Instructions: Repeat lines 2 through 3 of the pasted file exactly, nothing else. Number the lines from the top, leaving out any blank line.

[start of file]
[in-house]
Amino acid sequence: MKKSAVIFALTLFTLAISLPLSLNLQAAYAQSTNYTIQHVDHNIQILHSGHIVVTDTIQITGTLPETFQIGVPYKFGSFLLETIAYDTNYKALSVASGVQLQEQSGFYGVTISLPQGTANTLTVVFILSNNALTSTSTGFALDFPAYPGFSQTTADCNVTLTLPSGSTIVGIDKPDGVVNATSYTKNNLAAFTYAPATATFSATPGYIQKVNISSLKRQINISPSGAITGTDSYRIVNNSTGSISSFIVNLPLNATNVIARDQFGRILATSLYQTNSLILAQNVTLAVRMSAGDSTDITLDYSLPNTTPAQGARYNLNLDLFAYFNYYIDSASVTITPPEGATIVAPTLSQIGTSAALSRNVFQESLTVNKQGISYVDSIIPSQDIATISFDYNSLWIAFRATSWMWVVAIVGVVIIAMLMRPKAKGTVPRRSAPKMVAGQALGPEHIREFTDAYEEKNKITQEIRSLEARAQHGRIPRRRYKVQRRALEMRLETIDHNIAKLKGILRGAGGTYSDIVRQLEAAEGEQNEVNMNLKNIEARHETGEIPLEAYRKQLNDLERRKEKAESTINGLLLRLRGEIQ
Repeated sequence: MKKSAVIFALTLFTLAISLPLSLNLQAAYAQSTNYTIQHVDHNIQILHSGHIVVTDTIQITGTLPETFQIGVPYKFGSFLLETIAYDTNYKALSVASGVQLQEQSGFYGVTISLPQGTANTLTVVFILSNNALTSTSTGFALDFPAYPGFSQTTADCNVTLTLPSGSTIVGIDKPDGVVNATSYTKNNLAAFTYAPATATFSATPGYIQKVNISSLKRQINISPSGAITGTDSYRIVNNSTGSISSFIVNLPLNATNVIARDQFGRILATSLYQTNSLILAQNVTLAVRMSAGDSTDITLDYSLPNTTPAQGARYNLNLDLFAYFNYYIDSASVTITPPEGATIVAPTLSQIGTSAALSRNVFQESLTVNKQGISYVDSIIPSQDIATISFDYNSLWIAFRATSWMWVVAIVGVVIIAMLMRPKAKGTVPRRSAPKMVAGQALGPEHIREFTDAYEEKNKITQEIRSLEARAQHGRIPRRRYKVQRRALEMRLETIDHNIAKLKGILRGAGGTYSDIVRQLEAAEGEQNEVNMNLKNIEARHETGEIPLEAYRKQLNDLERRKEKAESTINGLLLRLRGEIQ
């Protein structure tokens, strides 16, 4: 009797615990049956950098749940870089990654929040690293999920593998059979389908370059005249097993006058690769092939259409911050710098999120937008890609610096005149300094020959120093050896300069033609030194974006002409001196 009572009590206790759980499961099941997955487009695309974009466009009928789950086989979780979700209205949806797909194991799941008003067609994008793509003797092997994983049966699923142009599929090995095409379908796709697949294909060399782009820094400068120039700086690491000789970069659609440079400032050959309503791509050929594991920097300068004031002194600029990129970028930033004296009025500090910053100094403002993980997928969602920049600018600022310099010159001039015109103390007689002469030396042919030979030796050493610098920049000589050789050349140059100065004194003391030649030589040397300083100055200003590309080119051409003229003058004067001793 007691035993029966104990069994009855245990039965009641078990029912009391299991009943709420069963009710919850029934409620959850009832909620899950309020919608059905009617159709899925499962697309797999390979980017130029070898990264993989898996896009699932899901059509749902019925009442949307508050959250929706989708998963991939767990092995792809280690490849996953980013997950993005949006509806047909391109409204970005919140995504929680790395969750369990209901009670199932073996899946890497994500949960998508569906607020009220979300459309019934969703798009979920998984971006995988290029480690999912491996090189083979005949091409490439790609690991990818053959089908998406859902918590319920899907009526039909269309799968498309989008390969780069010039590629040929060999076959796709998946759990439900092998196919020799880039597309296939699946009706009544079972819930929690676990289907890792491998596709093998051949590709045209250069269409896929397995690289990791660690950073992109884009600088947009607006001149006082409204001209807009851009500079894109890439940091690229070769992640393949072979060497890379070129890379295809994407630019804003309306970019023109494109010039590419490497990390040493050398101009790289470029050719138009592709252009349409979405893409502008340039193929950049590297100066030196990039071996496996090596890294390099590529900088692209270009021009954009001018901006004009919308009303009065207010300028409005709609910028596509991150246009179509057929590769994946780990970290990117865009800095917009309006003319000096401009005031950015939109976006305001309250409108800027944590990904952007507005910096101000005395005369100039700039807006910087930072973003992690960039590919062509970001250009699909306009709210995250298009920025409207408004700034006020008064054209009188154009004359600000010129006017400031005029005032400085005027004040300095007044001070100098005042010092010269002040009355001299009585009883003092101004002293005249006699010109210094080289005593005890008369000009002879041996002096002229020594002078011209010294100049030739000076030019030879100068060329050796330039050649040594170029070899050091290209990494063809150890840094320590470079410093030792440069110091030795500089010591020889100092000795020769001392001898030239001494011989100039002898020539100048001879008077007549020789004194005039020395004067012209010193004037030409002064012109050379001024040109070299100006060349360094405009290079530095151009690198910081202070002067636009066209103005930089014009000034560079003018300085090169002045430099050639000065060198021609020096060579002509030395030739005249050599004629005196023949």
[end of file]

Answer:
Amino acid sequence: MKKSAVIFALTLFTLAISLPLSLNLQAAYAQSTNYTIQHVDHNIQILHSGHIVVTDTIQITGTLPETFQIGVPYKFGSFLLETIAYDTNYKALSVASGVQLQEQSGFYGVTISLPQGTANTLTVVFILSNNALTSTSTGFALDFPAYPGFSQTTADCNVTLTLPSGSTIVGIDKPDGVVNATSYTKNNLAAFTYAPATATFSATPGYIQKVNISSLKRQINISPSGAITGTDSYRIVNNSTGSISSFIVNLPLNATNVIARDQFGRILATSLYQTNSLILAQNVTLAVRMSAGDSTDITLDYSLPNTTPAQGARYNLNLDLFAYFNYYIDSASVTITPPEGATIVAPTLSQIGTSAALSRNVFQESLTVNKQGISYVDSIIPSQDIATISFDYNSLWIAFRATSWMWVVAIVGVVIIAMLMRPKAKGTVPRRSAPKMVAGQALGPEHIREFTDAYEEKNKITQEIRSLEARAQHGRIPRRRYKVQRRALEMRLETIDHNIAKLKGILRGAGGTYSDIVRQLEAAEGEQNEVNMNLKNIEARHETGEIPLEAYRKQLNDLERRKEKAESTINGLLLRLRGEIQ
Repeated sequence: MKKSAVIFALTLFTLAISLPLSLNLQAAYAQSTNYTIQHVDHNIQILHSGHIVVTDTIQITGTLPETFQIGVPYKFGSFLLETIAYDTNYKALSVASGVQLQEQSGFYGVTISLPQGTANTLTVVFILSNNALTSTSTGFALDFPAYPGFSQTTADCNVTLTLPSGSTIVGIDKPDGVVNATSYTKNNLAAFTYAPATATFSATPGYIQKVNISSLKRQINISPSGAITGTDSYRIVNNSTGSISSFIVNLPLNATNVIARDQFGRILATSLYQTNSLILAQNVTLAVRMSAGDSTDITLDYSLPNTTPAQGARYNLNLDLFAYFNYYIDSASVTITPPEGATIVAPTLSQIGTSAALSRNVFQESLTVNKQGISYVDSIIPSQDIATISFDYNSLWIAFRATSWMWVVAIVGVVIIAMLMRPKAKGTVPRRSAPKMVAGQALGPEHIREFTDAYEEKNKITQEIRSLEARAQHGRIPRRRYKVQRRALEMRLETIDHNIAKLKGILRGAGGTYSDIVRQLEAAEGEQNEVNMNLKNIEARHETGEIPLEAYRKQLNDLERRKEKAESTINGLLLRLRGEIQ